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2012 Temperature Climate Map


Courtesy of NOAA

Higher than normal temperatures across the Midwest caused droughts in the region.    

Warmer Midwest winters cause drought

by Morgan Kauphusman
Jan 17, 2013

Last March, Chicagoans enjoyed unseasonably summer weather, but it came with a price: drought.

The unusually warm weather across the Midwest contributed to drought conditions still being felt by much of the region, according to new data from the National Oceanic and Atmospheric Administration. Higher temperatures last winter decreased snow accumulation and subsequent soil moisture retention.

“One of the big things in 2012 was the really warm March,” said Jake Crouch, a climate scientist at NOAA’s National Climatic Data Center. “It might have caused a lot of problems in the Midwest that led to an early start to the growing season. It laid the foundation for the drought.”

Nationwide 2012 was 1 degree warmer than 1998, the previous hottest year on record. It was also a record warm year in Chicago, tied with 1921, NOAA reported.

The temperature increase in the Midwest, which caused precipitation to fall as rain rather than snow, presented a problem for soil moisture levels. Rain tends to run off and evaporate quicker whereas snowpack melts slowly into the ground as it thaws throughout spring. Much of the soil dried out, causing major setbacks for many growers across the breadbasket, according to Crouch.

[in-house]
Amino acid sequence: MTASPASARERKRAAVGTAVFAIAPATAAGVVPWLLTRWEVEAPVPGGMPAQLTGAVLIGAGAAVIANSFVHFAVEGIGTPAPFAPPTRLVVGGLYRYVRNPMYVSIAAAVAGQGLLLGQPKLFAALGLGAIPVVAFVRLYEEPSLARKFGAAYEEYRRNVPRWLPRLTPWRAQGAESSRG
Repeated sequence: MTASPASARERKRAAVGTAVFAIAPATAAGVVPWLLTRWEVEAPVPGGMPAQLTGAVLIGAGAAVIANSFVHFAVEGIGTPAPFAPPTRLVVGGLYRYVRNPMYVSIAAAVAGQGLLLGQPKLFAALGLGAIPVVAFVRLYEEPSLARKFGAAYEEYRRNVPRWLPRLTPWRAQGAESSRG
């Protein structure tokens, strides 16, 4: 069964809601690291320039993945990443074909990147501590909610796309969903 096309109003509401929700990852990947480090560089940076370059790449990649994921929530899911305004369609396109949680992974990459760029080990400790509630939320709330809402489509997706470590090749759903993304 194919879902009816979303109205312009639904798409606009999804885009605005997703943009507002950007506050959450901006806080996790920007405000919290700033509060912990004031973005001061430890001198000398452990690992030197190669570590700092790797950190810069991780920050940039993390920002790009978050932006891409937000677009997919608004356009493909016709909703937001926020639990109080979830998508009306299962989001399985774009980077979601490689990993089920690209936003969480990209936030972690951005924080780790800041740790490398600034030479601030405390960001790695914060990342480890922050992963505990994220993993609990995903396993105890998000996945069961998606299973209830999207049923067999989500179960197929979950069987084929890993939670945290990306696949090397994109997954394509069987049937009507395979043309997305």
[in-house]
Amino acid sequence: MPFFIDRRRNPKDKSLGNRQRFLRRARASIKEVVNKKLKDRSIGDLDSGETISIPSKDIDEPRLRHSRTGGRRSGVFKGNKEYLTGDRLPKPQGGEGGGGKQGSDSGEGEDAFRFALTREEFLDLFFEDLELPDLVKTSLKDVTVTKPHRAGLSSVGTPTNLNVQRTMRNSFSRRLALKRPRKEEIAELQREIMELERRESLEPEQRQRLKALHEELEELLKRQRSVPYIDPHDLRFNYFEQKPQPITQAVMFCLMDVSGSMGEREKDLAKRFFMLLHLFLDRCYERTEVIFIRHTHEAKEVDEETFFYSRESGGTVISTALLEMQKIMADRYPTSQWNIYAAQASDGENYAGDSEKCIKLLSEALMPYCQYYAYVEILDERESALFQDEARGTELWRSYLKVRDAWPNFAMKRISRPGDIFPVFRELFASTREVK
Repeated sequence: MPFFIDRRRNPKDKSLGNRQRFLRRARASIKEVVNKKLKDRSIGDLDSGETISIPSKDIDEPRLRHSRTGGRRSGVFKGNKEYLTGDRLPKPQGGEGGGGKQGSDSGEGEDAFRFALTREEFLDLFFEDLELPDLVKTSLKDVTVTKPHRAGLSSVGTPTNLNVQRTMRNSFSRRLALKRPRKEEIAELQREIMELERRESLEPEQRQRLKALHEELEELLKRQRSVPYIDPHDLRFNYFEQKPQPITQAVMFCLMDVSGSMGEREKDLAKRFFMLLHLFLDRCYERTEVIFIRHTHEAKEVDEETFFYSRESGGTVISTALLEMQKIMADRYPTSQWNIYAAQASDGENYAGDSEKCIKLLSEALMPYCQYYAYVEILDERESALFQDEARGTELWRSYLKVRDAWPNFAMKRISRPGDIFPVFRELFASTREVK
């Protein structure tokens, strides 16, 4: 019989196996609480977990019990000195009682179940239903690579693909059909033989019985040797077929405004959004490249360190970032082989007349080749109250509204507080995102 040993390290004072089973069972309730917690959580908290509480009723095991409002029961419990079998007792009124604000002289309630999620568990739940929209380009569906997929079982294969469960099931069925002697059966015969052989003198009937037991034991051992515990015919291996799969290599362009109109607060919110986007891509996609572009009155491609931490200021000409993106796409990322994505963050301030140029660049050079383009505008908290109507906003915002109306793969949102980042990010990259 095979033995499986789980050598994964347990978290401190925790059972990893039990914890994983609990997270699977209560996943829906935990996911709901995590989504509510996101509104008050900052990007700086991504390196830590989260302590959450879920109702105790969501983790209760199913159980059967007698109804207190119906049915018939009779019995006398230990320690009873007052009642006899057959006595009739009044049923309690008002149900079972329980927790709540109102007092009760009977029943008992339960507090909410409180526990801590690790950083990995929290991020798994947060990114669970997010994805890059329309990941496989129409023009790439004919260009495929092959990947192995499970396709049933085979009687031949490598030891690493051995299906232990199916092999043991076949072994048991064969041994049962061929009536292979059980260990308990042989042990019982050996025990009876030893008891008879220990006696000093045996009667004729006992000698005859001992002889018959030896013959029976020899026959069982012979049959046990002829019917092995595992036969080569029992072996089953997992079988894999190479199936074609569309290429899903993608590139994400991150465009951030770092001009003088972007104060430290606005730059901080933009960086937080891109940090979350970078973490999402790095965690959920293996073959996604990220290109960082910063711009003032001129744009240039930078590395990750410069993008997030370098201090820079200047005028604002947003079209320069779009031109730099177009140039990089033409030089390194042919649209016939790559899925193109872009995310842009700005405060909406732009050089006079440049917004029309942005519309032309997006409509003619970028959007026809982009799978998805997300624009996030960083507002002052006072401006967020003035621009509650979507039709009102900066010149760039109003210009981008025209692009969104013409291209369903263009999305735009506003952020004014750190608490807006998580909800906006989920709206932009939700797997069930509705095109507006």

Illinois saw only 19.8 inches of snowfall during the 2011-12 winter season, which is 18.2 inches less than the average 38 inches of snowfall the state typically receives, according to NOAA. Climate scientists are troubled by last year’s numbers and the prospect of a prolonged drought if this winter does not yield more snow.

“We have been on the dry side this winter and last winter,” said Jim Angel, state climatologist at the Illinois State Water Survey. “There’s not much precipitation of any kind. In the short term it’s not a problem, but if we get to March and it’s still dry that could be a problem again.”

Lake levels for Lake Michigan are also affected by the warmer temperatures even in the winter, according to Angel. Milder winter weather conditions prevent the lake from accumulating ice cover, which makes it more susceptible to evaporation.

“I’m a little concerned that we’re not recovering as fast as we should, so when we get into the growing season we won’t have enough moisture,” Angel said.

Still, the higher temperatures nationwide during the summer months were especially surprising to scientists, such as Crouch. “We calculated the population that had at least 10 days with over 100-degree weather in 2012,” he said. “A third of the population experienced at least 10 days with over 100-degree weather.”

However, Angel said we are too far out for scientists to begin to predict how hot this summer will turn out to be. “Right now there’s nothing to indicate that we’re going to be too hot or not this summer,” he said. “When we get more into the spring it will signal what the summer will look like."